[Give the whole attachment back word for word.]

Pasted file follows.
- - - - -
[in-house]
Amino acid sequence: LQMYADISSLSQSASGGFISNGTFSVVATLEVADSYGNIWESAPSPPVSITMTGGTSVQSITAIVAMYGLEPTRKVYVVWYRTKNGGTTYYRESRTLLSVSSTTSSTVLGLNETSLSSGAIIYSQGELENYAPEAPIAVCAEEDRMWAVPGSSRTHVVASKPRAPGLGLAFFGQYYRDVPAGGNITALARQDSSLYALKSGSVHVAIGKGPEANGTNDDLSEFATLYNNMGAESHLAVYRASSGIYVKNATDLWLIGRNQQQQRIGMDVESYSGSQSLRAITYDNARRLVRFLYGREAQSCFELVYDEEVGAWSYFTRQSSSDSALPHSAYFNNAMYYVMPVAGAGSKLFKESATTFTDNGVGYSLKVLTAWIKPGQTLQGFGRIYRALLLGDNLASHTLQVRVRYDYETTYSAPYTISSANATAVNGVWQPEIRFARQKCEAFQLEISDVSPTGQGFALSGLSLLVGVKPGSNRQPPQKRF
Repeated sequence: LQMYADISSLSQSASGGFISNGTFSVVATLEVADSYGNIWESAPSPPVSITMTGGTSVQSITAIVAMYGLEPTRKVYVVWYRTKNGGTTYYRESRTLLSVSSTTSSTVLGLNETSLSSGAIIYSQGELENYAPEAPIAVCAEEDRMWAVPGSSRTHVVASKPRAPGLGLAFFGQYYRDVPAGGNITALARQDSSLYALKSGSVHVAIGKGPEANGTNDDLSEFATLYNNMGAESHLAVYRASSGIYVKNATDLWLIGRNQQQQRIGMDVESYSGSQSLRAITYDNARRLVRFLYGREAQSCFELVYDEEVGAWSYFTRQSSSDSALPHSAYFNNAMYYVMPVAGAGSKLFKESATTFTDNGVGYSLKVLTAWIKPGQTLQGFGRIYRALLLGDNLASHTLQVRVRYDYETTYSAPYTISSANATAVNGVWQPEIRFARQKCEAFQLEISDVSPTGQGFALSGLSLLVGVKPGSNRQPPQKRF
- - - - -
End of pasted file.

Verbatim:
[in-house]
Amino acid sequence: LQMYADISSLSQSASGGFISNGTFSVVATLEVADSYGNIWESAPSPPVSITMTGGTSVQSITAIVAMYGLEPTRKVYVVWYRTKNGGTTYYRESRTLLSVSSTTSSTVLGLNETSLSSGAIIYSQGELENYAPEAPIAVCAEEDRMWAVPGSSRTHVVASKPRAPGLGLAFFGQYYRDVPAGGNITALARQDSSLYALKSGSVHVAIGKGPEANGTNDDLSEFATLYNNMGAESHLAVYRASSGIYVKNATDLWLIGRNQQQQRIGMDVESYSGSQSLRAITYDNARRLVRFLYGREAQSCFELVYDEEVGAWSYFTRQSSSDSALPHSAYFNNAMYYVMPVAGAGSKLFKESATTFTDNGVGYSLKVLTAWIKPGQTLQGFGRIYRALLLGDNLASHTLQVRVRYDYETTYSAPYTISSANATAVNGVWQPEIRFARQKCEAFQLEISDVSPTGQGFALSGLSLLVGVKPGSNRQPPQKRF
Repeated sequence: LQMYADISSLSQSASGGFISNGTFSVVATLEVADSYGNIWESAPSPPVSITMTGGTSVQSITAIVAMYGLEPTRKVYVVWYRTKNGGTTYYRESRTLLSVSSTTSSTVLGLNETSLSSGAIIYSQGELENYAPEAPIAVCAEEDRMWAVPGSSRTHVVASKPRAPGLGLAFFGQYYRDVPAGGNITALARQDSSLYALKSGSVHVAIGKGPEANGTNDDLSEFATLYNNMGAESHLAVYRASSGIYVKNATDLWLIGRNQQQQRIGMDVESYSGSQSLRAITYDNARRLVRFLYGREAQSCFELVYDEEVGAWSYFTRQSSSDSALPHSAYFNNAMYYVMPVAGAGSKLFKESATTFTDNGVGYSLKVLTAWIKPGQTLQGFGRIYRALLLGDNLASHTLQVRVRYDYETTYSAPYTISSANATAVNGVWQPEIRFARQKCEAFQLEISDVSPTGQGFALSGLSLLVGVKPGSNRQPPQKRF